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Plant and Soil

, Volume 401, Issue 1–2, pp 213–229 | Cite as

Volatiles from biofumigant plants have a direct effect on carpogenic germination of sclerotia and mycelial growth of Sclerotinia sclerotiorum

  • Rachel Warmington
  • John P. Clarkson
Regular Article

Abstract

Aims

Sclerotia of Sclerotinia sclerotiorum survive in soil and germinate to produce apothecia which release airborne ascospores. Current control methods rely predominantly on the use of fungicides to kill ascospores. The aim of this research was to identify potential biofumigation treatments which suppress sclerotial germination, providing a potential alternative and long-term approach to disease management.

Methods

Microcosm and in vitro experiments were conducted using dried and milled plant material from six different biofumigant crop plants to determine effects on carpogenic germination of sclerotia and mycelial growth of S. sclerotiorum.

Results

All biofumigant plants significantly reduced germination of S. sclerotiorum sclerotia in the microcosm experiments, but were less effective against larger sclerotia. In vitro experiments showed a direct effect of biofumigant volatiles on both the mycelial growth of S. sclerotiorum, and carpogenic germination of sclerotia, where the most effective treatment was B. juncea ‘Vittasso’.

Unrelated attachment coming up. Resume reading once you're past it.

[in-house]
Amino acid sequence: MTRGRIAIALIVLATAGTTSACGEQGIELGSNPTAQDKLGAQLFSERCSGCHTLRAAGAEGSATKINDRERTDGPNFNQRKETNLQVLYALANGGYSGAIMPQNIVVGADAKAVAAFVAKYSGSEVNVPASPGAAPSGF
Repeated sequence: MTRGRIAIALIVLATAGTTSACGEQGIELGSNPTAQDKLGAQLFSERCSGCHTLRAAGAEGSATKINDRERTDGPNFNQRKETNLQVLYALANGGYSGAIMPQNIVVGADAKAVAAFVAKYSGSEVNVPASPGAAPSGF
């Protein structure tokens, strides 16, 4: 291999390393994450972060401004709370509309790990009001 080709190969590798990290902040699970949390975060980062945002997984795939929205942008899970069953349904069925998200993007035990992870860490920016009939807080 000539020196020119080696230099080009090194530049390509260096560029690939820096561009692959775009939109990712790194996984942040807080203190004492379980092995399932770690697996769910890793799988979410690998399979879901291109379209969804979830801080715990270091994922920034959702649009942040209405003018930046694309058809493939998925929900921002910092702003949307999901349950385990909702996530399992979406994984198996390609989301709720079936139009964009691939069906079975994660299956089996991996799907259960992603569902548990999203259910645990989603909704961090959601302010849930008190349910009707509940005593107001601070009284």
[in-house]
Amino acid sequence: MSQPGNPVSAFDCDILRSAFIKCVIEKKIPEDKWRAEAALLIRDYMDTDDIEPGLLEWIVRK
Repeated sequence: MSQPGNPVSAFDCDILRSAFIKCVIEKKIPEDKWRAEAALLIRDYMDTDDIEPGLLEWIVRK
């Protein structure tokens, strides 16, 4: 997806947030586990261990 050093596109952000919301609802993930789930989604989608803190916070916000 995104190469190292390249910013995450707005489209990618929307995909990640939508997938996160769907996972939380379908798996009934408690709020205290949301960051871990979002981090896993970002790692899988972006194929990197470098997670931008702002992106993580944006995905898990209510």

Conclusions

It was clear from this study that biofumigant crop plants have potential as part of an integrated disease management system for control of S. sclerotiorum. The microcosm experiments described here provide a straightforward and reliable screening method for evaluating different biofumigants for activity.

Keywords

Sclerotinia sclerotiorum Biofumigation Glucosinolate Isothiocyanate Brassica 

Notes

Acknowledgments

This work was carried out as part of a PhD studentship (CP80) funded by the Horticultural Development Company, UK. The author acknowledges assistance from Andrew Jukes and Julie Jones at Warwick Crop Centre for their assistance and guidance with HPLC analysis and statistical analysis, respectively.

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Copyright information

© Springer International Publishing Switzerland 2015

Authors and Affiliations

  1. 1.Eden Project, BodelvaCornwallUK
  2. 2.Warwick Crop Centre, School of Life SciencesUniversity of WarwickWellesbourneUK

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